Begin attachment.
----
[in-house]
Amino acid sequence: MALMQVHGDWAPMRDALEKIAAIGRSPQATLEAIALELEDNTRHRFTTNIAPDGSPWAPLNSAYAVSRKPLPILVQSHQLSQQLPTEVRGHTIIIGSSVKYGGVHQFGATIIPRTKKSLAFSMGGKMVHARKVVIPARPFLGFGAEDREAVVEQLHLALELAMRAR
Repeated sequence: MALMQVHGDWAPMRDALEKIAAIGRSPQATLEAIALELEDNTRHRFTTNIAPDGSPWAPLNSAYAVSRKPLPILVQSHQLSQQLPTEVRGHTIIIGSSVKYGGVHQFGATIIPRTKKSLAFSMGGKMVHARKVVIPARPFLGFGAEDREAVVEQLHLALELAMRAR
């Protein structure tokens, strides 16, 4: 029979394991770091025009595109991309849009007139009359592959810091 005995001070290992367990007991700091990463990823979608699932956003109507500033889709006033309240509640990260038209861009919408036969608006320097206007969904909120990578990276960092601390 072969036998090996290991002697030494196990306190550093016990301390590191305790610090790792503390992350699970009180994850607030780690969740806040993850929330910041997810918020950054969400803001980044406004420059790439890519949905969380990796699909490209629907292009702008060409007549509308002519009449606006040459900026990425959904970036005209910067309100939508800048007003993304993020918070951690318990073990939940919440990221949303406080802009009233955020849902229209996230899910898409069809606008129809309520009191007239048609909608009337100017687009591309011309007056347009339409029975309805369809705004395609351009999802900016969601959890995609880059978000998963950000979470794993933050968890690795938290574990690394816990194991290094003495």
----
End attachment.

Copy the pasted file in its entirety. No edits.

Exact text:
[in-house]
Amino acid sequence: MALMQVHGDWAPMRDALEKIAAIGRSPQATLEAIALELEDNTRHRFTTNIAPDGSPWAPLNSAYAVSRKPLPILVQSHQLSQQLPTEVRGHTIIIGSSVKYGGVHQFGATIIPRTKKSLAFSMGGKMVHARKVVIPARPFLGFGAEDREAVVEQLHLALELAMRAR
Repeated sequence: MALMQVHGDWAPMRDALEKIAAIGRSPQATLEAIALELEDNTRHRFTTNIAPDGSPWAPLNSAYAVSRKPLPILVQSHQLSQQLPTEVRGHTIIIGSSVKYGGVHQFGATIIPRTKKSLAFSMGGKMVHARKVVIPARPFLGFGAEDREAVVEQLHLALELAMRAR
């Protein structure tokens, strides 16, 4: 029979394991770091025009595109991309849009007139009359592959810091 005995001070290992367990007991700091990463990823979608699932956003109507500033889709006033309240509640990260038209861009919408036969608006320097206007969904909120990578990276960092601390 072969036998090996290991002697030494196990306190550093016990301390590191305790610090790792503390992350699970009180994850607030780690969740806040993850929330910041997810918020950054969400803001980044406004420059790439890519949905969380990796699909490209629907292009702008060409007549509308002519009449606006040459900026990425959904970036005209910067309100939508800048007003993304993020918070951690318990073990939940919440990221949303406080802009009233955020849902229209996230899910898409069809606008129809309520009191007239048609909608009337100017687009591309011309007056347009339409029975309805369809705004395609351009999802900016969601959890995609880059978000998963950000979470794993933050968890690795938290574990690394816990194991290094003495």